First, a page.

Dumaguete – DGTE

An officemate was asking for directions to Dumaguete last Thursday. Not sure when will he go there but I hoped he follows the route I suggested to him which is perfect if you’re just after spending the day in Cebu and plans to go to Dumaguete the following day. I told him to ride the bus straight to Liloan port in Santander early next morning. That bus ride is a special trip in itself.

Santanders Liloan port (above) with its white sand surf. Santander is the southernmost municipality of Cebu famous for its amazing dive spots. Fast craft boats ferry passengers to Sibulan, Negros Oriental – the picture below is Sibulan’s coastline as seen from the boat.

Thanks to him I was reminded that I have not yet posted some pictures of my visits to this place they call the land of genteel people .

From Santander, on a clear day, one can already see from afar the houses’ windows in Sibulan. I was told that this is the closes point between the two province. Sometimes the ride can be a little bumpy but trip does not last long, about 15 to 20 minutes, so hold on to your sits. The ships are Japanese made, aging but very sturdy and relatively fast – strange but the fact that its from Japan eases my worries a bit – as you can see, for a man passionate about traveling, I hate traveling by sea. Traveling down south in a bus is kinda like an unguided tour; you get to see the spectacular coastal scenes of the charming southern Cebu towns. I remember my first time seeing the church of Boljoon, nestled by the mountains, surrounded by lush greens, fronting the beautiful sea-hands down, one of the most memorable landscapes of my wandering in that part of the country.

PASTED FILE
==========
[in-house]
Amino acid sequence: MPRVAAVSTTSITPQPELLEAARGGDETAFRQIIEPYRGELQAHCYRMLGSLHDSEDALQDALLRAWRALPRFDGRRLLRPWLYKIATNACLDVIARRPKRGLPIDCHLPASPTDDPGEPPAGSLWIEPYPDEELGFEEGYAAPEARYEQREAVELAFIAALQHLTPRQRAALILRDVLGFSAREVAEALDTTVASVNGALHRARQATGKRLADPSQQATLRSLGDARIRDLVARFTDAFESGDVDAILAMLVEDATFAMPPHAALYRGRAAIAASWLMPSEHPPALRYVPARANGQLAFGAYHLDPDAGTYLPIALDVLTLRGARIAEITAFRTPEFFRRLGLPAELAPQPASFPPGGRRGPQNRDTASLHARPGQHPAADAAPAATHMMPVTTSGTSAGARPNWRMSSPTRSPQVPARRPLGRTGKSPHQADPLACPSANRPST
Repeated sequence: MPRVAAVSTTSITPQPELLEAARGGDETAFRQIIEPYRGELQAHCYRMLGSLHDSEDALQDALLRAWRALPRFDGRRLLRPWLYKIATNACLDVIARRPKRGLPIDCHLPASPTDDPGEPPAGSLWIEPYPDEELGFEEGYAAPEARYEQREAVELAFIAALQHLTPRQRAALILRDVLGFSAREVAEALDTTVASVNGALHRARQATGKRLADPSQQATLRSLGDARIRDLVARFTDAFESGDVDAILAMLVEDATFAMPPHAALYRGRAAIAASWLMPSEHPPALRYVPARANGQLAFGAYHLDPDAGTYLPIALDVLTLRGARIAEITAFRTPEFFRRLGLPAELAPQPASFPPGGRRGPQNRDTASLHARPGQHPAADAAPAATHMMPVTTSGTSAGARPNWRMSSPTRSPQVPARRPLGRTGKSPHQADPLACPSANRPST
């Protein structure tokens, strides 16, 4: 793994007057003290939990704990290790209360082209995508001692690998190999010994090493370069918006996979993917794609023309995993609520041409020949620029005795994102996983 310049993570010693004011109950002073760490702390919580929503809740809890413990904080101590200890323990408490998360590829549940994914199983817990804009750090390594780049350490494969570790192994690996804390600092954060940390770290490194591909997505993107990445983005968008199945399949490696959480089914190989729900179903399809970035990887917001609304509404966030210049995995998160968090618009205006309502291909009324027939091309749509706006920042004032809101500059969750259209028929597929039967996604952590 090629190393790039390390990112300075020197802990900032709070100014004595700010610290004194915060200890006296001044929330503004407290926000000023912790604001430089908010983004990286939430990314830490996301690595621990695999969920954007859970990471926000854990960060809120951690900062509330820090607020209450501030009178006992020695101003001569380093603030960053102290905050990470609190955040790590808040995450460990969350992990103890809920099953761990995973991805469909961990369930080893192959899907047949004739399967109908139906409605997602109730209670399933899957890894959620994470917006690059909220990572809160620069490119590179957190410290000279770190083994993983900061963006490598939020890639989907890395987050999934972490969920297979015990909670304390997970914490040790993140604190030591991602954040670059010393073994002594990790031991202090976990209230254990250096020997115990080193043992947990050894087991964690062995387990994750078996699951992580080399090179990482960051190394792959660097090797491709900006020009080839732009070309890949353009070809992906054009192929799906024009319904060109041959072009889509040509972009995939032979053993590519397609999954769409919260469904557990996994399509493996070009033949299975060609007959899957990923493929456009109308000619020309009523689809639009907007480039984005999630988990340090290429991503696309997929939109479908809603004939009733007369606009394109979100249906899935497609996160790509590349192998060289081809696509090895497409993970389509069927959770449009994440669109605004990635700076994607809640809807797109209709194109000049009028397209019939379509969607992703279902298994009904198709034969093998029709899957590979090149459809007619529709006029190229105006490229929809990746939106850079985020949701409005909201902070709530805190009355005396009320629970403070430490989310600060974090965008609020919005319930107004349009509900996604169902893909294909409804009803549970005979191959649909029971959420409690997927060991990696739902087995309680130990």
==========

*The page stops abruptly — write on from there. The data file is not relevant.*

The great Symbols of Dumaguete. The seal and the Campanaria de Dumaguete (also seen in the official seal of the city) – the ancient sentinel that guarded the Catholic population from violent Moro raiders. These frequent incursion, called Daguet (meaning to “poach”) is believe to have been the origin of the word Dumaguete.

Dumaguete is a special place and is truly worth visiting – I visited the town several times. The town has this university atmosphere to it.  Silliman University, a protestant school founded at the turn of the 20th century can be seen from the port of Dumaguete. It’s a vast campus, perhaps one of the biggest in our country. It also have scientific research centers outside Dumaguete. A man named Dr. Hibbard, who stayed in Cebu was on his way to densely inhabited Iloilo and Zamboanga when he suddenly made a side trip to Dumaguete upon the suggestion of a friend. That side trip would be the beginning of the Protestant school. It started as a research campus and to this day is renowned for its science programs. Another important institution is St. Paul, a Catholic university founded by seven Sisters of the Congrgation of the Sisters of St. Paul in 1904.These Nuns have a small memorial spot in Rizal Boulevard, where they’re depicted crossing the Tanon straits. Students refer to the monument as ” sister act”. The provincial state university of Negros Oriental is also in Dumaguete.

I’m trying to imagine how popular Rizal may have been during his days (while he was still alive) because  every word he utter gets around. He remarked that Dumaguete is a “Land of Genteel People”  during his brief visit that lasted just a few hours and today this is the city’s other name. Unbelievable! You can’t help but wonder if he had that rockstar status – were people calling his name out asking for autographs then?